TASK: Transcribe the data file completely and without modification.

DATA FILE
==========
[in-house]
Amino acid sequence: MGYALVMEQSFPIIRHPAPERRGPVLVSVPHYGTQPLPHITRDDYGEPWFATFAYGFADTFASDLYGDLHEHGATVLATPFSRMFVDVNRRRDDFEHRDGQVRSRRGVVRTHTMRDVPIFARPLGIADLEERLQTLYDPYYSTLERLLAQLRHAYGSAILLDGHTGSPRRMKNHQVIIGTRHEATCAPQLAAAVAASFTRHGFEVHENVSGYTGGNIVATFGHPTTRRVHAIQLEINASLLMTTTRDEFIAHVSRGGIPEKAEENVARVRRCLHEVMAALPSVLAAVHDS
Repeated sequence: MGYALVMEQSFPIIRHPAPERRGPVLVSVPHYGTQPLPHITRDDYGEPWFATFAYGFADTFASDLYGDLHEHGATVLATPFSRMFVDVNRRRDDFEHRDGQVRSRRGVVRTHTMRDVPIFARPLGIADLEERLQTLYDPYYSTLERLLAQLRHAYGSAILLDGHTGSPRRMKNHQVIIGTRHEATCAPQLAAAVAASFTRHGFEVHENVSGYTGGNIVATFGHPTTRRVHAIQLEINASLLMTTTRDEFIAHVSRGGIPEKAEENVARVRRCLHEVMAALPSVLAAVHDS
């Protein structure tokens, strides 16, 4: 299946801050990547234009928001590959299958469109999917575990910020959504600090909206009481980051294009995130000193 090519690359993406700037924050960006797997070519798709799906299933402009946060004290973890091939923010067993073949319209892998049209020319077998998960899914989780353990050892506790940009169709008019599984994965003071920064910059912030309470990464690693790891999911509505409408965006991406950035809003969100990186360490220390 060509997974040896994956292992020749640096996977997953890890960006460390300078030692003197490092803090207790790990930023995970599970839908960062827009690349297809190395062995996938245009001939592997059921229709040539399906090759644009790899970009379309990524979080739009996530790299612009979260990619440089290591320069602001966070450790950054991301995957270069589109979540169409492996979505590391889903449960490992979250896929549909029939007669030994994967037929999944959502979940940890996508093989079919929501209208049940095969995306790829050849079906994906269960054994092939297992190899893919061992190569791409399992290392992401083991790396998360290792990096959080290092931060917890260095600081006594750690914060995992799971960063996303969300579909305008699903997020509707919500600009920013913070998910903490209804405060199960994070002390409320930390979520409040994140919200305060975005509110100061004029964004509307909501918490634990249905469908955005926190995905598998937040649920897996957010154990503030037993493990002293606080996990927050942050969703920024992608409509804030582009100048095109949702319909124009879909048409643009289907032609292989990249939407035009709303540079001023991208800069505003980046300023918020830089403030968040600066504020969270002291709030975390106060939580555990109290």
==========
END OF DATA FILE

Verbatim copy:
[in-house]
Amino acid sequence: MGYALVMEQSFPIIRHPAPERRGPVLVSVPHYGTQPLPHITRDDYGEPWFATFAYGFADTFASDLYGDLHEHGATVLATPFSRMFVDVNRRRDDFEHRDGQVRSRRGVVRTHTMRDVPIFARPLGIADLEERLQTLYDPYYSTLERLLAQLRHAYGSAILLDGHTGSPRRMKNHQVIIGTRHEATCAPQLAAAVAASFTRHGFEVHENVSGYTGGNIVATFGHPTTRRVHAIQLEINASLLMTTTRDEFIAHVSRGGIPEKAEENVARVRRCLHEVMAALPSVLAAVHDS
Repeated sequence: MGYALVMEQSFPIIRHPAPERRGPVLVSVPHYGTQPLPHITRDDYGEPWFATFAYGFADTFASDLYGDLHEHGATVLATPFSRMFVDVNRRRDDFEHRDGQVRSRRGVVRTHTMRDVPIFARPLGIADLEERLQTLYDPYYSTLERLLAQLRHAYGSAILLDGHTGSPRRMKNHQVIIGTRHEATCAPQLAAAVAASFTRHGFEVHENVSGYTGGNIVATFGHPTTRRVHAIQLEINASLLMTTTRDEFIAHVSRGGIPEKAEENVARVRRCLHEVMAALPSVLAAVHDS
């Protein structure tokens, strides 16, 4: 299946801050990547234009928001590959299958469109999917575990910020959504600090909206009481980051294009995130000193 090519690359993406700037924050960006797997070519798709799906299933402009946060004290973890091939923010067993073949319209892998049209020319077998998960899914989780353990050892506790940009169709008019599984994965003071920064910059912030309470990464690693790891999911509505409408965006991406950035809003969100990186360490220390 060509997974040896994956292992020749640096996977997953890890960006460390300078030692003197490092803090207790790990930023995970599970839908960062827009690349297809190395062995996938245009001939592997059921229709040539399906090759644009790899970009379309990524979080739009996530790299612009979260990619440089290591320069602001966070450790950054991301995957270069589109979540169409492996979505590391889903449960490992979250896929549909029939007669030994994967037929999944959502979940940890996508093989079919929501209208049940095969995306790829050849079906994906269960054994092939297992190899893919061992190569791409399992290392992401083991790396998360290792990096959080290092931060917890260095600081006594750690914060995992799971960063996303969300579909305008699903997020509707919500600009920013913070998910903490209804405060199960994070002390409320930390979520409040994140919200305060975005509110100061004029964004509307909501918490634990249905469908955005926190995905598998937040649920897996957010154990503030037993493990002293606080996990927050942050969703920024992608409509804030582009100048095109949702319909124009879909048409643009289907032609292989990249939407035009709303540079001023991208800069505003980046300023918020830089403030968040600066504020969270002291709030975390106060939580555990109290």